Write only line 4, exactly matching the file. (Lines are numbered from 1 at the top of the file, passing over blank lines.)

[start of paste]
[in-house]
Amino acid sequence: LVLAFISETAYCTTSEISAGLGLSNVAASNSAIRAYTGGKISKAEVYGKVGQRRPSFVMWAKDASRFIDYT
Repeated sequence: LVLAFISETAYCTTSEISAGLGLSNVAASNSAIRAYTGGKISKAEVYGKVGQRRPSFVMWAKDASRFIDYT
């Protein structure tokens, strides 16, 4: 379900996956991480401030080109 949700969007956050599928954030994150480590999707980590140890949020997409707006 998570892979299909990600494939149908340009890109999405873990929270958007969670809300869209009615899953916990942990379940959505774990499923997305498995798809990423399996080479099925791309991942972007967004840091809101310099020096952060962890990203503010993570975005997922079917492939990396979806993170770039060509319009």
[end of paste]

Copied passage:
């Protein structure tokens, strides 16, 4: 379900996956991480401030080109 949700969007956050599928954030994150480590999707980590140890949020997409707006 998570892979299909990600494939149908340009890109999405873990929270958007969670809300869209009615899953916990942990379940959505774990499923997305498995798809990423399996080479099925791309991942972007967004840091809101310099020096952060962890990203503010993570975005997922079917492939990396979806993170770039060509319009």